Walz’s own study looked at the relationship between students’ use of social networking sites and their sense of belonging. She studied 141 undergraduates in Connecticut, USA. Her study found that the number of Facebook friends individuals had, the higher their sense of belonging. She also theorized that Social Networking sites are easier to interact through and could help students with social anxieties. This theory was not backed up with anything, however.
Walz’s study was biased in the way where she never presented any counter points to her argument. Nothing was presented to shed social networking sites in a bad light, and as seen from other resources, is something that needs to be looked into. Her study also does not really look into the self-esteem from those with lower fried counts. Her dissertation does shed a more positive light on a very controversial topic through the psychology of belonging.

Best, P., Manktelow, R., Taylor,B. (2014). Online communication, social media and adolescent wellbeing: A systematic narrative review. Children and Youth Services Review, 41(complete), 27-36. doi: 10.1016/j.childyouth.2014.03.001

Best et al analyzed different empirical research about the impact of online social technologies on the mental health of young people. Using a qualitative method of evaluation, Best et al. analyzed the different studies that have been done. Through this analysis, they found that the studies had many different views. Although some studies were contradicting, most had concluded that social media had a positive impact on the well-being of youth. A number of studies proved that online communication was linked positively with well-being, reduced social anxiety, increased self-esteem and reduced social isolation. Online friendships also increased social support, opportunity for emotional relief and identity experimentation, as well as community formation and an increased sense of belonging. The article mentions negative effects of social media technologies as well, however, most negative studies are followed by a positive study. This made finding consistency hard, and understanding the point of the article unclear.

Klopfer, E. (2009). Use The Technologies of Today in The Classrooms Today (pp. 10-20 ). Massachusetts, MA: Massachusetts Institute of Technology. Retrieved From: http://education.mit.edu/papers/GamesSimsSocNets_EdArcade.pdf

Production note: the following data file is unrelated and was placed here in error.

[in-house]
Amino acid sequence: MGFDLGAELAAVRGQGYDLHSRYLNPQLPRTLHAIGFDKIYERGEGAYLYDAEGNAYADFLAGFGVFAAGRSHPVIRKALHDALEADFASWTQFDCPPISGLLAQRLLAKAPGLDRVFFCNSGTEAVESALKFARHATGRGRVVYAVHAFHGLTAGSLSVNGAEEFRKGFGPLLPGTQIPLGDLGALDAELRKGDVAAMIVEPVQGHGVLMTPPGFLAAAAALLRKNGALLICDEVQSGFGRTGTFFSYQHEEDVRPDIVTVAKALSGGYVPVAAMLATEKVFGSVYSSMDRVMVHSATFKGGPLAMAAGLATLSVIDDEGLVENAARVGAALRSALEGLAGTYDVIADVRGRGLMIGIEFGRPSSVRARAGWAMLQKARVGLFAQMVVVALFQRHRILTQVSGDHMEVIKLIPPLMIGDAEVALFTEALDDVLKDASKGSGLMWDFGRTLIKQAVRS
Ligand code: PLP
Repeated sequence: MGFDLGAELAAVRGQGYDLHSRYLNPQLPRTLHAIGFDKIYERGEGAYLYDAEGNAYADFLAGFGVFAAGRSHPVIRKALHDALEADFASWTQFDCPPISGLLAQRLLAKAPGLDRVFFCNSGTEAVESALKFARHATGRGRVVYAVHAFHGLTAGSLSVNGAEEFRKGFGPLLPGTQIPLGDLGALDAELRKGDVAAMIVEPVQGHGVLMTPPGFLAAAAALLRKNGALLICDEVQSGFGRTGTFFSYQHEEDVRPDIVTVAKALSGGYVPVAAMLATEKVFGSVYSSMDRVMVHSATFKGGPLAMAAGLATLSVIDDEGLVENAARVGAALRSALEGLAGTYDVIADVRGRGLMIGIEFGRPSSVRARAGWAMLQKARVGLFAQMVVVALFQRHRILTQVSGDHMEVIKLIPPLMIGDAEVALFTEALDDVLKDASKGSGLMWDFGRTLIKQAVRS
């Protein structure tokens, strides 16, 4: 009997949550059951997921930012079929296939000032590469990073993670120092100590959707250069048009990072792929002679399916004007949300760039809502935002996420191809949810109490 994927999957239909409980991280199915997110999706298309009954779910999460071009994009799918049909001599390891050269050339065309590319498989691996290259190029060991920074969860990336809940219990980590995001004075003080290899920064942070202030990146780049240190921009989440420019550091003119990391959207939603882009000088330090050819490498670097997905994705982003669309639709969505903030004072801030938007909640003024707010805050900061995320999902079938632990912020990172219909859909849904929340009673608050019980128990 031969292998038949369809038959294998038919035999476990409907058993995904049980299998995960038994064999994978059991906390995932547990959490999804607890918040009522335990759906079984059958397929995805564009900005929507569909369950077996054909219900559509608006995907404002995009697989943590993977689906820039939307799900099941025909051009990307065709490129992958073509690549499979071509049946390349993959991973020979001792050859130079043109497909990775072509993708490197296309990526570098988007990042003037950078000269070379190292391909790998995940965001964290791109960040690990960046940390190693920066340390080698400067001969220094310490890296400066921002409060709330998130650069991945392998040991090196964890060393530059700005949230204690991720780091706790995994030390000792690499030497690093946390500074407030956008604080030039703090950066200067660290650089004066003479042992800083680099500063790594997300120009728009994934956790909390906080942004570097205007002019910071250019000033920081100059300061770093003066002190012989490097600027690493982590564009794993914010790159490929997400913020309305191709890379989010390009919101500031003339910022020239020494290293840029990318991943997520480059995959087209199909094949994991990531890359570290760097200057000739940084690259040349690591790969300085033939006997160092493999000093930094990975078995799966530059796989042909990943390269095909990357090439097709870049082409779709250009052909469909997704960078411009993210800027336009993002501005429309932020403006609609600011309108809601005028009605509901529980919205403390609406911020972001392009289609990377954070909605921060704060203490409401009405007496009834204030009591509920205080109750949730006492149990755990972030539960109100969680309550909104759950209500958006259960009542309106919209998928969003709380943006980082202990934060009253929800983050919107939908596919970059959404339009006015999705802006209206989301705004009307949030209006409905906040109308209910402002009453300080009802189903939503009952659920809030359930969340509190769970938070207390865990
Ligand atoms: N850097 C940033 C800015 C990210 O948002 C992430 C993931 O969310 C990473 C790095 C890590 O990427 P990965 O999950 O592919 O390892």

The Educational Article Paper: Use The Technologies of Today in The Classrooms Today was published by the Massachusetts Institute of Technologies, The Educational Arcade. The article was written by Eric Klopfer, Professor of Science Education and Engineering Systems and Director of the Scheller Teacher Education Program as well as Scott Osterweil, Creative Director of the Education Arcade and Research Director at the Massachusetts Institute of Technology for Comparative Media Studies/Writing Program. To add on, notable contributions were also made by Jennifer Groff, Research Assistant and Ph.D. candidate at the Massachusetts Institute of Technology and lastly, Jason Haas, also research assistant and Ph.D. candidate at the Massachusetts Institute of Technology.
Together, these four individuals have written about the positive effects of virtual learning through the form of online gaming and social networking. They have looked into the future of technology and how it will help classroom based learning as well as certain obstacles that may arise and how to overcome such obstacles. They believe that that incorporating social media/online gaming will be an evolution in learning rather than a revolution. Looking specifically into social networking, teens/tweens ages (9-17 year olds) were the most interactive social media users (National School Board Association 2007). Due to the heavy social networking users in that specific age group, many teachers incorporate social media in learning as more teens/tweens are becoming active. Such examples of sites that are being used by these teachers include Ning, Think.com, and Oracle Educations Foundation, all of which are safe and consist of interactive learning. It is also stated in the article that for those students who are rather shy and timid and do not feel comfortable speaking in a large group found it easier to connect their ideas and thoughts through such virtual learning aids which are also used as a form of social networking for peers and teachers as a whole.